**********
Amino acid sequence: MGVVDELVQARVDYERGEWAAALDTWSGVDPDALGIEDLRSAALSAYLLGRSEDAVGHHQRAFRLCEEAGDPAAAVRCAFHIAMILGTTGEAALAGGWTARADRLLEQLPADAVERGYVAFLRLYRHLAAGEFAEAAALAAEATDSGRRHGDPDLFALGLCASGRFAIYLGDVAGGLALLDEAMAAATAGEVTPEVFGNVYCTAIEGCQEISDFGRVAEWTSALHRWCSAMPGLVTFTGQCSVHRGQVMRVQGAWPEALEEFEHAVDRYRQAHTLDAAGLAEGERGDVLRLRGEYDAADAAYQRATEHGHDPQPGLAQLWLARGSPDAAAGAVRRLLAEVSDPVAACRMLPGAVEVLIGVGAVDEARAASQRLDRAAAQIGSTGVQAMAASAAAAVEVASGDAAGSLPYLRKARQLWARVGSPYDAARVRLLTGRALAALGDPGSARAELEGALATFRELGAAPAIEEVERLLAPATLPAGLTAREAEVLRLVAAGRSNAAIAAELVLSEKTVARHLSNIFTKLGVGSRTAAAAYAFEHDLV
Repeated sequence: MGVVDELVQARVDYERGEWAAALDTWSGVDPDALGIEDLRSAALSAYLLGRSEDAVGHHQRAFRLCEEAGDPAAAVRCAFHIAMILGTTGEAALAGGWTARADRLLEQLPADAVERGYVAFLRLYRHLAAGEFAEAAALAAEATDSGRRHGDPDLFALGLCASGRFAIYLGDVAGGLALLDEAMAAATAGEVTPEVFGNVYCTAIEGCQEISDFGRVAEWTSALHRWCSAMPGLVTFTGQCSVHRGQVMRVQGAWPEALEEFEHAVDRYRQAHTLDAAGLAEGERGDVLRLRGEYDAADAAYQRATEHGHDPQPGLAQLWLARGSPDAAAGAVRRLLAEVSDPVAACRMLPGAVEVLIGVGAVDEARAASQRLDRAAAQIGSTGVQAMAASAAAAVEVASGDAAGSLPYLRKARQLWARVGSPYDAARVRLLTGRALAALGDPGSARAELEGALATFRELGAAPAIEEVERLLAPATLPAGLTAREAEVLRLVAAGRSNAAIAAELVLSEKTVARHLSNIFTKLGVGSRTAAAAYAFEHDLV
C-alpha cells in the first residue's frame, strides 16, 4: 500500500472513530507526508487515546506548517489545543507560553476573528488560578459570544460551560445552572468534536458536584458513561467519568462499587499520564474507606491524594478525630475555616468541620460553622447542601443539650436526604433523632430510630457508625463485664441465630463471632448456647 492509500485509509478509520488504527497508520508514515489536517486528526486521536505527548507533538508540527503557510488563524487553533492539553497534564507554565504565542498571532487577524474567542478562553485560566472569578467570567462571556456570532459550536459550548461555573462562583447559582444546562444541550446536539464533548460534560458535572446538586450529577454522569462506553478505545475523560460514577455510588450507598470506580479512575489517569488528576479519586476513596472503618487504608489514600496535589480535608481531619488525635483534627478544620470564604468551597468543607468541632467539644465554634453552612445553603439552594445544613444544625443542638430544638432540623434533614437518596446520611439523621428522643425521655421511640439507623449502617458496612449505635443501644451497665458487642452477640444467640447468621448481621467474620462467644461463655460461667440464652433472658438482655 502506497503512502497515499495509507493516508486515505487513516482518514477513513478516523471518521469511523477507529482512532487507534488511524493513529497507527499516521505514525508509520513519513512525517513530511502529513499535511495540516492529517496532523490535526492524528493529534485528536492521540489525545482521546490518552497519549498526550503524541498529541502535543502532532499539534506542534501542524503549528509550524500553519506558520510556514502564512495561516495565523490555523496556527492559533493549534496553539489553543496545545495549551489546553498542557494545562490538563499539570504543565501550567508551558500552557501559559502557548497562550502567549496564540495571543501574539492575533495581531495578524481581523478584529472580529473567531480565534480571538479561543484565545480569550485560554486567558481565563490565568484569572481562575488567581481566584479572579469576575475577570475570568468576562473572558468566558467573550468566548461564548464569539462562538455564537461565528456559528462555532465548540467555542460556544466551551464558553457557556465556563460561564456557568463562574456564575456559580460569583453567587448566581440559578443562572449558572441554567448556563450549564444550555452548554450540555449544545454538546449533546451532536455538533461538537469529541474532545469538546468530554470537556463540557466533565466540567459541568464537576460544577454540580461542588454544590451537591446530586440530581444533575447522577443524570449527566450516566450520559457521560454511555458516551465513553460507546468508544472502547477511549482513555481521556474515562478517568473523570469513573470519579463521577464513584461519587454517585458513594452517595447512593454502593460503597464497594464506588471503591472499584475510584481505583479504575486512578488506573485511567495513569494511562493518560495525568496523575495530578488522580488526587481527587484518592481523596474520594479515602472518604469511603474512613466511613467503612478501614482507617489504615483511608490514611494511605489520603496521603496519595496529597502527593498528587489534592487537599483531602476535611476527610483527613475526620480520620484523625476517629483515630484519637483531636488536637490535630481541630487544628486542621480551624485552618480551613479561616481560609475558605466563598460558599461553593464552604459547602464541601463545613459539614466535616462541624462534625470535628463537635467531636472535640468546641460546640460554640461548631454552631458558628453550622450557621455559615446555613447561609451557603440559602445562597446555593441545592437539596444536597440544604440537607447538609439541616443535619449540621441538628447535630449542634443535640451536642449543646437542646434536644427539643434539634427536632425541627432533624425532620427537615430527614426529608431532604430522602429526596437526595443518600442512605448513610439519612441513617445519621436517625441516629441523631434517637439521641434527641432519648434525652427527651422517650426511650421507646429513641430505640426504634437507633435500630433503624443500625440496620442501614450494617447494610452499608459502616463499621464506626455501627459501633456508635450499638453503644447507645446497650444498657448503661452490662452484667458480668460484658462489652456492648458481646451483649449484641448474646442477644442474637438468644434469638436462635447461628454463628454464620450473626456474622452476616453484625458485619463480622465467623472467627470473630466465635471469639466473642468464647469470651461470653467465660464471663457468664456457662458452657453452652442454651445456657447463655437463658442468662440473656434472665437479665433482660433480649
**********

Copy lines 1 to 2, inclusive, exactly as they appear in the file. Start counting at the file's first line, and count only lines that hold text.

Amino acid sequence: MGVVDELVQARVDYERGEWAAALDTWSGVDPDALGIEDLRSAALSAYLLGRSEDAVGHHQRAFRLCEEAGDPAAAVRCAFHIAMILGTTGEAALAGGWTARADRLLEQLPADAVERGYVAFLRLYRHLAAGEFAEAAALAAEATDSGRRHGDPDLFALGLCASGRFAIYLGDVAGGLALLDEAMAAATAGEVTPEVFGNVYCTAIEGCQEISDFGRVAEWTSALHRWCSAMPGLVTFTGQCSVHRGQVMRVQGAWPEALEEFEHAVDRYRQAHTLDAAGLAEGERGDVLRLRGEYDAADAAYQRATEHGHDPQPGLAQLWLARGSPDAAAGAVRRLLAEVSDPVAACRMLPGAVEVLIGVGAVDEARAASQRLDRAAAQIGSTGVQAMAASAAAAVEVASGDAAGSLPYLRKARQLWARVGSPYDAARVRLLTGRALAALGDPGSARAELEGALATFRELGAAPAIEEVERLLAPATLPAGLTAREAEVLRLVAAGRSNAAIAAELVLSEKTVARHLSNIFTKLGVGSRTAAAAYAFEHDLV
Repeated sequence: MGVVDELVQARVDYERGEWAAALDTWSGVDPDALGIEDLRSAALSAYLLGRSEDAVGHHQRAFRLCEEAGDPAAAVRCAFHIAMILGTTGEAALAGGWTARADRLLEQLPADAVERGYVAFLRLYRHLAAGEFAEAAALAAEATDSGRRHGDPDLFALGLCASGRFAIYLGDVAGGLALLDEAMAAATAGEVTPEVFGNVYCTAIEGCQEISDFGRVAEWTSALHRWCSAMPGLVTFTGQCSVHRGQVMRVQGAWPEALEEFEHAVDRYRQAHTLDAAGLAEGERGDVLRLRGEYDAADAAYQRATEHGHDPQPGLAQLWLARGSPDAAAGAVRRLLAEVSDPVAACRMLPGAVEVLIGVGAVDEARAASQRLDRAAAQIGSTGVQAMAASAAAAVEVASGDAAGSLPYLRKARQLWARVGSPYDAARVRLLTGRALAALGDPGSARAELEGALATFRELGAAPAIEEVERLLAPATLPAGLTAREAEVLRLVAAGRSNAAIAAELVLSEKTVARHLSNIFTKLGVGSRTAAAAYAFEHDLV